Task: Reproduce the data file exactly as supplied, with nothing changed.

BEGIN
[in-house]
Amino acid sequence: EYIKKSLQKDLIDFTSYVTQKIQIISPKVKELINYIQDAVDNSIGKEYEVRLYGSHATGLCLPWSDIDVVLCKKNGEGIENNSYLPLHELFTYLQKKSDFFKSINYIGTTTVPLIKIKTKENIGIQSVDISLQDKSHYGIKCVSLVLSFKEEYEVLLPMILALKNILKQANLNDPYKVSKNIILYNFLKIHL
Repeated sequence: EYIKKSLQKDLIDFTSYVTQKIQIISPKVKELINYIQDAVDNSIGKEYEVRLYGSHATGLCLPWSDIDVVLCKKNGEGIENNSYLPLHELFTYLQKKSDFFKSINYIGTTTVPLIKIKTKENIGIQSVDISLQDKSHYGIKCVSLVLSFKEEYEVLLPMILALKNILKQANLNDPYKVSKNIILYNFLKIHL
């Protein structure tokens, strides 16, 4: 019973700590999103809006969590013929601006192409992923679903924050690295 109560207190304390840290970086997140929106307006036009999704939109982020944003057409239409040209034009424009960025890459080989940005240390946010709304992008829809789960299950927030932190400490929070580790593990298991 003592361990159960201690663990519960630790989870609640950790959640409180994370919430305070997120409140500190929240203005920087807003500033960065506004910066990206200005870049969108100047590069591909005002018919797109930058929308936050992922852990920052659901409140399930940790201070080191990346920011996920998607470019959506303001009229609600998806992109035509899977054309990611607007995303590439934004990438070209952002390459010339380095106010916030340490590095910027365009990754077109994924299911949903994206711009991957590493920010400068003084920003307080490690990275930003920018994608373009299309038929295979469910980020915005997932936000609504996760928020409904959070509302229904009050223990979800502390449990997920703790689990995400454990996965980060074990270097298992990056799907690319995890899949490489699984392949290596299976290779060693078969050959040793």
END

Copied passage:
[in-house]
Amino acid sequence: EYIKKSLQKDLIDFTSYVTQKIQIISPKVKELINYIQDAVDNSIGKEYEVRLYGSHATGLCLPWSDIDVVLCKKNGEGIENNSYLPLHELFTYLQKKSDFFKSINYIGTTTVPLIKIKTKENIGIQSVDISLQDKSHYGIKCVSLVLSFKEEYEVLLPMILALKNILKQANLNDPYKVSKNIILYNFLKIHL
Repeated sequence: EYIKKSLQKDLIDFTSYVTQKIQIISPKVKELINYIQDAVDNSIGKEYEVRLYGSHATGLCLPWSDIDVVLCKKNGEGIENNSYLPLHELFTYLQKKSDFFKSINYIGTTTVPLIKIKTKENIGIQSVDISLQDKSHYGIKCVSLVLSFKEEYEVLLPMILALKNILKQANLNDPYKVSKNIILYNFLKIHL
């Protein structure tokens, strides 16, 4: 019973700590999103809006969590013929601006192409992923679903924050690295 109560207190304390840290970086997140929106307006036009999704939109982020944003057409239409040209034009424009960025890459080989940005240390946010709304992008829809789960299950927030932190400490929070580790593990298991 003592361990159960201690663990519960630790989870609640950790959640409180994370919430305070997120409140500190929240203005920087807003500033960065506004910066990206200005870049969108100047590069591909005002018919797109930058929308936050992922852990920052659901409140399930940790201070080191990346920011996920998607470019959506303001009229609600998806992109035509899977054309990611607007995303590439934004990438070209952002390459010339380095106010916030340490590095910027365009990754077109994924299911949903994206711009991957590493920010400068003084920003307080490690990275930003920018994608373009299309038929295979469910980020915005997932936000609504996760928020409904959070509302229904009050223990979800502390449990997920703790689990995400454990996965980060074990270097298992990056799907690319995890899949490489699984392949290596299976290779060693078969050959040793």